The Pixel 7 was the first smartphone to run on Google’s own-brand silicon chipset, the Tensor. This was a significant development from the manufacturer, marking a shift away from using Qualcomm’s silicon, and the results have been generally good. It runs high-end games and supports 5G connectivity, but the real highlight is all the behind-the-scenes trickery it does to help the camera perform at its best.

Google Tensor G2

Likewise, the Tensor G2 stays competitive but is not a mind-blowingly speedy chip. It certainly gets the job done, and the pleasing camera software tricks remain, and we think the majority of users will be satisfied by its capabilities.

The software on both devices is a pleasingly minimalist interpretation of Android that has useful tool such as Live Translate and Magic Eraser for that extra bit of utility above its other Android counterparts.


In a strange turn of events, the battery capacity of the Pixel 7 is actually slightly reduced compared to that of its forerunner, being just 4355mAh rather than 4614mAh. However, we didn’t notice a big downgrade by any means. The two reliably got us through a heavy day of usage, which is what we’d hope for.

The fast-charging is not quite as good as we’d hope for. There’s no charger included in the boxes of either, so you’ll have to buy or re-use a 30W brick to get the best from it. That “best” is just over an hour, which is not lightning quick by the standards of many other smartphones these days.

Ultimately there’s no big performance difference to separate the battery life and charging of these two phones, but both are decent rather than exceptional in those two fields.


The Pixel 6 and 7 both started at the same price of $599/£599, but obviously seeing as a year has passed since the former was released, you can find it for a cheaper price without looking too far.

At the time of writing, the Pixel 6 is available for over £150 off that original price, which strikes us as a great deal considering the scant changes that have been made from one generation to the next.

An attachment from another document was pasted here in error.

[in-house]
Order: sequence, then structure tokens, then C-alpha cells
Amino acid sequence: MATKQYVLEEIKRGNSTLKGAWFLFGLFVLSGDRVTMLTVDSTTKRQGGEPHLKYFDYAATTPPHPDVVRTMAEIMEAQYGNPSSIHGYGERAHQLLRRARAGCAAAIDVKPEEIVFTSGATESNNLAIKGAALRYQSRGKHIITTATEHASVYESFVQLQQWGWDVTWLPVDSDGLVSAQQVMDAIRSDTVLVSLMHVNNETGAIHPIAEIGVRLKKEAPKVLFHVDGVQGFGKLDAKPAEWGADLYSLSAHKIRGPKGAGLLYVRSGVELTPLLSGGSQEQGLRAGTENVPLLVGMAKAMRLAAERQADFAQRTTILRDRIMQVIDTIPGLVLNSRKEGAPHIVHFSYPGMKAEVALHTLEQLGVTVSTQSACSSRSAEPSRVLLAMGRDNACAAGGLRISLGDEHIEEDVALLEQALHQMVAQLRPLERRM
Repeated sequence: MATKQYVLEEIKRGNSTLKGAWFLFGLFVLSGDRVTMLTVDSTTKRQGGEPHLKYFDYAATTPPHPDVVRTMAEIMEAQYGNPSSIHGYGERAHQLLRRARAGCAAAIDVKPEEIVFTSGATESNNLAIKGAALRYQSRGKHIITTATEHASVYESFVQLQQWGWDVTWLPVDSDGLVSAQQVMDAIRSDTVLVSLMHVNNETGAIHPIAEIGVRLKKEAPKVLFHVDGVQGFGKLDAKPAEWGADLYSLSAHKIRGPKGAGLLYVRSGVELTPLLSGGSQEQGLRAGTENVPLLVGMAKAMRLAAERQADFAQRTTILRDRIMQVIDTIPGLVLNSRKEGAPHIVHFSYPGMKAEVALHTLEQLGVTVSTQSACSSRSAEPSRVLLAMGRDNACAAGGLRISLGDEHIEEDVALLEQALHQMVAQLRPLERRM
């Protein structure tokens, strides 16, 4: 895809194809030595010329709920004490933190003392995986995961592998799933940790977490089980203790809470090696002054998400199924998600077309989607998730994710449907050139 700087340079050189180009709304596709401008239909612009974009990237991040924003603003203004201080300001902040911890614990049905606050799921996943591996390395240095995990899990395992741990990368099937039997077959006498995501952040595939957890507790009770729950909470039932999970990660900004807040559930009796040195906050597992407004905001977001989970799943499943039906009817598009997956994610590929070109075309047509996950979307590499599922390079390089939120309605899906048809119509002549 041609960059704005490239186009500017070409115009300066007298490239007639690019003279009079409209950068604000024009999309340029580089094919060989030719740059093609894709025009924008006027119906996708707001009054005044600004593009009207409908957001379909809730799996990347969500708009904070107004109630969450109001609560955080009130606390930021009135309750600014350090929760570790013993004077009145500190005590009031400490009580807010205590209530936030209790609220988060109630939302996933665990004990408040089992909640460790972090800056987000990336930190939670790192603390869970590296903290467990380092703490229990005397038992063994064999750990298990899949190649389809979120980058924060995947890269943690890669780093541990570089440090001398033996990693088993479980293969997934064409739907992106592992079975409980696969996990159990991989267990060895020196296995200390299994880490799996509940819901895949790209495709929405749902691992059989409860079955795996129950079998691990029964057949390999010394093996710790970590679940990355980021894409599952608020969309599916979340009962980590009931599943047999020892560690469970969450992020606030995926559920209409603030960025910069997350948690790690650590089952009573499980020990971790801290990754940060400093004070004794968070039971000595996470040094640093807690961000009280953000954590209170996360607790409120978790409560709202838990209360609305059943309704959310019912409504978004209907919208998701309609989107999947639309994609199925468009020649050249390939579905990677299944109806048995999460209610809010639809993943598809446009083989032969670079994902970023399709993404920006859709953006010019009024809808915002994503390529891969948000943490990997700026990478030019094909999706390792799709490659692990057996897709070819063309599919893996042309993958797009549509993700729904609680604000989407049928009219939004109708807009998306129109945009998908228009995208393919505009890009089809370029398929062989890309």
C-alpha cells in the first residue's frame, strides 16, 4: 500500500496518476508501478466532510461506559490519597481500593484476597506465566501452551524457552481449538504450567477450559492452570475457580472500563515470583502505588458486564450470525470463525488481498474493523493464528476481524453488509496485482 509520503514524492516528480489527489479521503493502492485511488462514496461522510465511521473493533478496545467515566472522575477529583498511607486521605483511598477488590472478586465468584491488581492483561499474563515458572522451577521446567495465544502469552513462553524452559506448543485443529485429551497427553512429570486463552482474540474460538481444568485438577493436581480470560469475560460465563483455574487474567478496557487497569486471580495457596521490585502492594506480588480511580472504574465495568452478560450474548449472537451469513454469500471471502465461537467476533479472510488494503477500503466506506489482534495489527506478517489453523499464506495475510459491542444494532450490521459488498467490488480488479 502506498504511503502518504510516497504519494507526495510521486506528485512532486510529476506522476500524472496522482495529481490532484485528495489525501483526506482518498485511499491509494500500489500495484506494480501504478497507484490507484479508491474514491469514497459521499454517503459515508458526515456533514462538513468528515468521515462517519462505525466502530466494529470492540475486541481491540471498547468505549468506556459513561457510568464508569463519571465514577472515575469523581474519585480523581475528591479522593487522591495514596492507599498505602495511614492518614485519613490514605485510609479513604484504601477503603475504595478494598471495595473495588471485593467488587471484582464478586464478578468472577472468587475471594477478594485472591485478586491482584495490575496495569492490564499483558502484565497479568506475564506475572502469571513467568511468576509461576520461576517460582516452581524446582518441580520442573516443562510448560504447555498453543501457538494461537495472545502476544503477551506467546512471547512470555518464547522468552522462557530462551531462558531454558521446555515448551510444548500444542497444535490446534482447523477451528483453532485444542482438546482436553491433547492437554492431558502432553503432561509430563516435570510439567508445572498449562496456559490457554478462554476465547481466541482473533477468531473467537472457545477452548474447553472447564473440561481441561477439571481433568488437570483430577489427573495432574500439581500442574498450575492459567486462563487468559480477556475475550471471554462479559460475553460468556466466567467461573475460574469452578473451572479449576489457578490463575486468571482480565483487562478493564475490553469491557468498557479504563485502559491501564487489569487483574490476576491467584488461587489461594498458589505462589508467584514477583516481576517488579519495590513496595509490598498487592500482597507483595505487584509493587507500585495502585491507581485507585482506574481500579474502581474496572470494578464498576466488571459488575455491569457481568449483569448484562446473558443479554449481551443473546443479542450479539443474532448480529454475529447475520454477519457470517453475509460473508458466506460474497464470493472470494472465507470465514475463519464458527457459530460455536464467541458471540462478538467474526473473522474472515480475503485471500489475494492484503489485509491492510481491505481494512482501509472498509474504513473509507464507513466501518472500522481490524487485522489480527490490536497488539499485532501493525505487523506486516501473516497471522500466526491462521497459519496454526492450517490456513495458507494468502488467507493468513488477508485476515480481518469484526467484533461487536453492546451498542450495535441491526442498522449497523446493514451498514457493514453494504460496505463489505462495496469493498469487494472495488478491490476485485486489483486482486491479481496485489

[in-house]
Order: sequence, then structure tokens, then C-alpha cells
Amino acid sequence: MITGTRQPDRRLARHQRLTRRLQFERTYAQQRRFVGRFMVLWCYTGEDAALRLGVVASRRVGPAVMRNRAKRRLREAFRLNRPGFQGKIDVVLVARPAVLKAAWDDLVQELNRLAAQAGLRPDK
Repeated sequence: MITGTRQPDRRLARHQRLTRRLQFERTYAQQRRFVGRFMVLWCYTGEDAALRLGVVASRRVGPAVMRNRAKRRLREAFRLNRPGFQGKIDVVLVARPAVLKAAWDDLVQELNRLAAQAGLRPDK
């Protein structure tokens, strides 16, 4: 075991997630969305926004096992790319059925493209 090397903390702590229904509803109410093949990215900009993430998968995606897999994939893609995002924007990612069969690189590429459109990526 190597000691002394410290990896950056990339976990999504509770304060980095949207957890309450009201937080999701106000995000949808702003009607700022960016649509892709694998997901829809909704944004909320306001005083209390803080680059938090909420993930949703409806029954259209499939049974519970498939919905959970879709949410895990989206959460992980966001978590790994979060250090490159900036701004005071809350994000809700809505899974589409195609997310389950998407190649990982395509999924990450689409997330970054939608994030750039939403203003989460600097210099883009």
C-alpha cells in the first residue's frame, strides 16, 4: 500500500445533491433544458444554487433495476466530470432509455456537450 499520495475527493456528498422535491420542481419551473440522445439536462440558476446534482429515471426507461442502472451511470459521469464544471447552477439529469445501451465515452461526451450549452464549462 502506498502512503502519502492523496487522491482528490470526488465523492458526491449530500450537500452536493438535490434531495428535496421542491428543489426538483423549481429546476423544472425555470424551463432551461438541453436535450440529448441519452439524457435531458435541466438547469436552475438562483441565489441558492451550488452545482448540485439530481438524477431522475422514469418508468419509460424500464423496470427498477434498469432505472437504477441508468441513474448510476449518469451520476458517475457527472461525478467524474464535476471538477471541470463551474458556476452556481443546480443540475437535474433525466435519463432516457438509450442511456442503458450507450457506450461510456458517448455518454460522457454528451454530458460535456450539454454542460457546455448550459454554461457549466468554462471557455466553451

Nonetheless, we still felt that the Pixel 7 offered a lot for its price point, despite costing more than the Pixel 6 these days, as we wrote in the review that we “wholeheartedly believed” it was worth the asking price, which is considerably less than you might have anticipated given its excellent all-round performance.


Ultimately, there are not that many differences between the Pixel 6 and 7. While the customary chipset upgrade is present on the newer edition, it does unexpectedly have a slightly smaller battery and screen. Our overall impression is that both of these devices are very strong smartphones that are worthy of your consideration; if sticking to a low budget is your priority then the Pixel 6 is a package that’s difficult to resist, but if you want the latest edition of Google’s smartphone then you can opt for the brilliant Pixel 7.

Why trust our journalism?

Founded in 2003, Trusted Reviews exists to give our readers thorough, unbiased and independent advice on what to buy.

Today, we have millions of users a month from around the world, and assess more than 1,000 products a year.

author icon

Editorial independence

Editorial independence means being able to give an unbiased verdict about a product or company, with the avoidance of conflicts of interest. To ensure this is possible, every member of the editorial staff follows a clear code of conduct.

author icon

Professional conduct

We also expect our journalists to follow clear ethical standards in their work. Our staff members must strive for honesty and accuracy in everything they do. We follow the IPSO Editors’ code of practice to underpin these standards.